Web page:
Homemade soap, whether it is lye soap, glycerine or melt-and-pour, is on the rise as more and more people move toward green and holistic crafts. Before the 1900s, folks would often make soap from household materials, like wood ash and leftover lard or animal fat. Homemade soap needs to cure over time to harden. Time also mellows lye in cold-process soaps. Drying racks allow soap makers to store soap in large batches to cure and dry the soap while it hardens or to display the soap at craft fairs or in shops.
Lay 12 square dowels side by side about 1/2 inch apart.
Lay the two remaining dowels perpendicular across the 12 dowels about 2 inches in from either end.
Nail the perpendicular dowels to each individual dowel from step 1 using 1 1/2-inch finishing nails.
Flip the rack over so the two perpendicular dowels are now functioning as the legs of a large trivet. Varnish or paint your rack to your taste.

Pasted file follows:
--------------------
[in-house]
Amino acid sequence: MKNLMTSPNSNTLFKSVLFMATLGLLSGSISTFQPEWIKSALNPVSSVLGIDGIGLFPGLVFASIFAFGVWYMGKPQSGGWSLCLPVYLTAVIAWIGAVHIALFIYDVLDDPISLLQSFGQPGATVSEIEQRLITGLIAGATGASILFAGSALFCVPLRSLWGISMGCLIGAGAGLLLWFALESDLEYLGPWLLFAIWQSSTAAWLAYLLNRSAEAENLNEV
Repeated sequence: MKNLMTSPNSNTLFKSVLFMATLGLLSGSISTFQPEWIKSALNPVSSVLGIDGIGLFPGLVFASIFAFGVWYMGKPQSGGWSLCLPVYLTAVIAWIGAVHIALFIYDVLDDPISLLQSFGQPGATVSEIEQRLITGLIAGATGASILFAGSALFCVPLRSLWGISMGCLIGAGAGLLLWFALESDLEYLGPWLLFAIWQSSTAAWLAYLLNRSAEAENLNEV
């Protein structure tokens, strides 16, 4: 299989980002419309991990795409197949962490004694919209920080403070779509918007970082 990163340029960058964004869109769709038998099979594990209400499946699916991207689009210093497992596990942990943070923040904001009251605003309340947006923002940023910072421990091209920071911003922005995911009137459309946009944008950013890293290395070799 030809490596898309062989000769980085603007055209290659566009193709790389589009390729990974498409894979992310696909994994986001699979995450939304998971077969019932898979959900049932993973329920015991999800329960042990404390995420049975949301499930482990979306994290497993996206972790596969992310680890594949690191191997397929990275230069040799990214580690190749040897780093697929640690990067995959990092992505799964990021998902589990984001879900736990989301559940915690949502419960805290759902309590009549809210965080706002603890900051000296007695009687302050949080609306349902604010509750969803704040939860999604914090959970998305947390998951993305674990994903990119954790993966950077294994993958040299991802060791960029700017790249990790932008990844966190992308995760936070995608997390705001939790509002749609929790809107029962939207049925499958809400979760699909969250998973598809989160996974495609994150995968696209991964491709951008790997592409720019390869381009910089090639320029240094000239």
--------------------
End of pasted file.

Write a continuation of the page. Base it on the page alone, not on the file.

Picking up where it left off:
Wedge a lump of self-hardening clay (about 0.454kg.) to remove air pockets. Slap the clay onto a tabletop to create a 3-inch square clay dowel about 12 inches long. Repeat with a second lump of clay. If you would prefer something quicker, you may substitute clay for two blocks of styrofoam about the same size.
Push skewers into the long side of one square clay dowel (or styrofoam) about 1/4 inch apart. Press the other clay dowel against the opposite end of skewers to finish the rack.
Allow the clay to dry according to the directions on the clay package. Paint the clay or styrofoam.
Stack multiple clay or styrofoam racks on top of one another to maximise storage space.
Tips and warnings
- Stack multiple clay or styrofoam racks on top of one another to maximise storage space.